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Prometheus shaken baby debate

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The editor of the journal Prometheus organised a debate about shaken baby syndrome. Following the editor's informative introduction, there is a proposition paper by Waney Squier, "Shaken baby syndrome: causes and consequences of conformity". Then there are responses to Squier's paper from ten commentators, written independently. The result is a fascinating range of perspectives on this controversial issue.
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A scientific paradigm typically embraces research norms and values, such as truth-seeking, critical thinking, disinterestedness, and good scientific practice. These values should prevent a paradigm from introducing defective assumptions. But sometimes, scientists who are also physicians develop clinical norms that are in conflict with the scientific enterprise. As an example of such a conflict, we have analyzed the genesis and development of the shaken baby syndrome (SBS) paradigm. The point of departure of the analysis is a recently conducted systematic literature review, which concluded that there is very low scientific evidence for the basic assumption held by Child Protection Teams: when certain signs are present (and no other "acceptable" explanations are provided) the infant has been violently shaken. We suggest that such teams have developed more value-based than scientific-based criteria when classifying SBS cases. Further, we suggest that the teams are victims of "groupthink," aggravating the difficulties in considering critics' questioning the criteria established by the teams.
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Since the publication of the Swedish systematic literature review on the diagnostic accuracy of the triad of signs and symptoms and shaken baby syndrome (1), several authors have commented on the arguments for classifying most previous studies as having a high risk of bias (2‐4). The main reason for this classification is that scientists have used the clinical judgments of child protection teams as the reference test when classifying shaken baby cases (1). Since the diagnostic tests depend on this reference test, the outcome will be a high risk of bias (5,6). This article is protected by copyright. All rights reserved.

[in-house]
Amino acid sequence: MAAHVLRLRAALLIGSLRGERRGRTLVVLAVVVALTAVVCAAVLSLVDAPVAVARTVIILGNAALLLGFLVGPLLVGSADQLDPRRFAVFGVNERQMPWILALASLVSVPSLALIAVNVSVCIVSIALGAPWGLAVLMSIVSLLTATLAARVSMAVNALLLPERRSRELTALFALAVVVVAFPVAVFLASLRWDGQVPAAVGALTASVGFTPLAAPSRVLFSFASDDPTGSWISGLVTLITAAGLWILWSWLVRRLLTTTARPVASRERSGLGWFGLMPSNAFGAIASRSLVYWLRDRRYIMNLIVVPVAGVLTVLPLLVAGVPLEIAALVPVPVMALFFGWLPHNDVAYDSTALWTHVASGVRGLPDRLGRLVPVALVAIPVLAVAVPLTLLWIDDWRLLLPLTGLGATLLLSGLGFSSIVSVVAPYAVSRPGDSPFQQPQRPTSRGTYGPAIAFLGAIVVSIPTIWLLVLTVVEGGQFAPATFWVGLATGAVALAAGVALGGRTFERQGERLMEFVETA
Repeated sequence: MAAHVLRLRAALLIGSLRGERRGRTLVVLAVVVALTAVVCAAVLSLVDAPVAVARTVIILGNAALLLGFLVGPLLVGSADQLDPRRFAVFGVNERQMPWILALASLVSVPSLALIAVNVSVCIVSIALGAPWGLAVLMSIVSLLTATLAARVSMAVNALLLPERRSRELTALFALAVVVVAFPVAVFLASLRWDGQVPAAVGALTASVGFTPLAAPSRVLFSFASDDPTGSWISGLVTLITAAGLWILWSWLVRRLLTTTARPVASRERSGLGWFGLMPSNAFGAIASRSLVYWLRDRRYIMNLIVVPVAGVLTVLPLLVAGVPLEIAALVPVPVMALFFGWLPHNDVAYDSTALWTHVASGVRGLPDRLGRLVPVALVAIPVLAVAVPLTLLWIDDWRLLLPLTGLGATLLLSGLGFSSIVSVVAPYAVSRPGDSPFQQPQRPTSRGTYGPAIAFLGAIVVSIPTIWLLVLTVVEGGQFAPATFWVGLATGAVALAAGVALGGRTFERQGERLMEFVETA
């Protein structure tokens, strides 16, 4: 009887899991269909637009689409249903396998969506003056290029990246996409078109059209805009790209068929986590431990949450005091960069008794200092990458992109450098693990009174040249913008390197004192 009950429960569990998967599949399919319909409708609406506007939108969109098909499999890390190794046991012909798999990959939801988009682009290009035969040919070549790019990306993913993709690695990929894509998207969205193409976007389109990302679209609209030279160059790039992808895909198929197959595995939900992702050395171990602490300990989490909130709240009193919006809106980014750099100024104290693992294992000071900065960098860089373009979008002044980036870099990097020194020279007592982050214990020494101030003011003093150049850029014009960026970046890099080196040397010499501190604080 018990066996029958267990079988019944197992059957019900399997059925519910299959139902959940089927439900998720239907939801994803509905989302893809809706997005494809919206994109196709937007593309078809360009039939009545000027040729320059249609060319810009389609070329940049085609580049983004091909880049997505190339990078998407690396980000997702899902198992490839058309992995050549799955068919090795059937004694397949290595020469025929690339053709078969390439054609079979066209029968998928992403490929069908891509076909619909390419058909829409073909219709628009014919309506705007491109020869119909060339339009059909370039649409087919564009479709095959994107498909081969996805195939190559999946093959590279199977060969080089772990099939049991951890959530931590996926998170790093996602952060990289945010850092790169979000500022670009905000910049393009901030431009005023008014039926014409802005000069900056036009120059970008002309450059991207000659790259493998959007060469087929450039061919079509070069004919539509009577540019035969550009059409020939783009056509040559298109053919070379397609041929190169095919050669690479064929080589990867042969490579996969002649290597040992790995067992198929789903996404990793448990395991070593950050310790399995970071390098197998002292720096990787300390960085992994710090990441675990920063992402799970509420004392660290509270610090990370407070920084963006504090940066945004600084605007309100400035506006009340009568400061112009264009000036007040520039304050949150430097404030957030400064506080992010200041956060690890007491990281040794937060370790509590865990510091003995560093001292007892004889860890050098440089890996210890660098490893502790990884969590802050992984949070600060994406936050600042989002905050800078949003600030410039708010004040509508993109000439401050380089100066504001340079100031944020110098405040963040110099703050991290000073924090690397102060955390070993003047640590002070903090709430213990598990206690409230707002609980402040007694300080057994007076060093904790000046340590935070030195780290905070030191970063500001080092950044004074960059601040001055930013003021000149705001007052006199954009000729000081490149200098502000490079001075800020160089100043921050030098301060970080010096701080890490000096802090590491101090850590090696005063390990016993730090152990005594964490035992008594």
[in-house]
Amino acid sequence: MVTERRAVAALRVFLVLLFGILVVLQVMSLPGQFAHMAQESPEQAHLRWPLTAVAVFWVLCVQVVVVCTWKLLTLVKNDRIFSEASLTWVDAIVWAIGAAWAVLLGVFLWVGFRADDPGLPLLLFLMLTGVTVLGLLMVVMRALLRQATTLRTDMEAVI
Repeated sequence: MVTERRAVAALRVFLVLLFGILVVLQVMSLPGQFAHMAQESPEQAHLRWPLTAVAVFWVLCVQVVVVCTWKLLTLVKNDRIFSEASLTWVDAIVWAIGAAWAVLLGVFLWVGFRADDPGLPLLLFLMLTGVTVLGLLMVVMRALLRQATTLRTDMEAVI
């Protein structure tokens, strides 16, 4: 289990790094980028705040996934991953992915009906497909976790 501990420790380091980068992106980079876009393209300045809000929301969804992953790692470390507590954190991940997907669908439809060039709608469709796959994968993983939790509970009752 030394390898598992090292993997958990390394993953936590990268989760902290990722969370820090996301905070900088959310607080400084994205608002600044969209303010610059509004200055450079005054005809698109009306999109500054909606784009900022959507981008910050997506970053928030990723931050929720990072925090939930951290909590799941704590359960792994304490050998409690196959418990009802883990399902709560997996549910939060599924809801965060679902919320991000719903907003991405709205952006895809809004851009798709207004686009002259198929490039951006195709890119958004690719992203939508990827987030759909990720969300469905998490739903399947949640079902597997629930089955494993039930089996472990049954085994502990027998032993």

Many of the comments on our systematic literature review on shaken baby syndrome (1) have focused on our criticism of how child protection teams' classification of study cases and controls are used as gold standard and the faulty circular reasoning associated with that (2,3). Some commentators have also questioned how reasonable it is to focus on the triad of retinal hemorrhages, This article is protected by copyright. All rights reserved.
Beware the majority opinion Decisions about the reliability of all expert witnesses should be left to the courts, but the General Medical Council currently exercises an unacceptable level of control over medical expert witnesses. The problem was highlighted in the recent case of the paediatric neuropathologist Waney Squier.1 Shaken baby syndrome describes a hypothesis to explain a triad of thin layer subdural haematomata, retinal haemorrhages, and encephalopathy in babies whose carers are being investigated for possibly inflicting intentional injury. Most doctors prepared to give evidence on the syndrome believe in the hypothesis, although there is little or no scientific support for this belief.2 Whereas it is the scientist’s duty to attempt to prove even popular hypotheses wrong, danger awaits any doctor challenging majority opinion when it comes to shaken baby syndrome. Squier was struck off the Medical Register for dishonestly giving evidence in cases of alleged shaken baby syndrome after she expressed doubt that the forces from shaking were sufficient to cause the syndrome. A panel of the Medical Practitioner Tribunal Service found she had dishonestly gone beyond her expertise. The High Court on appeal …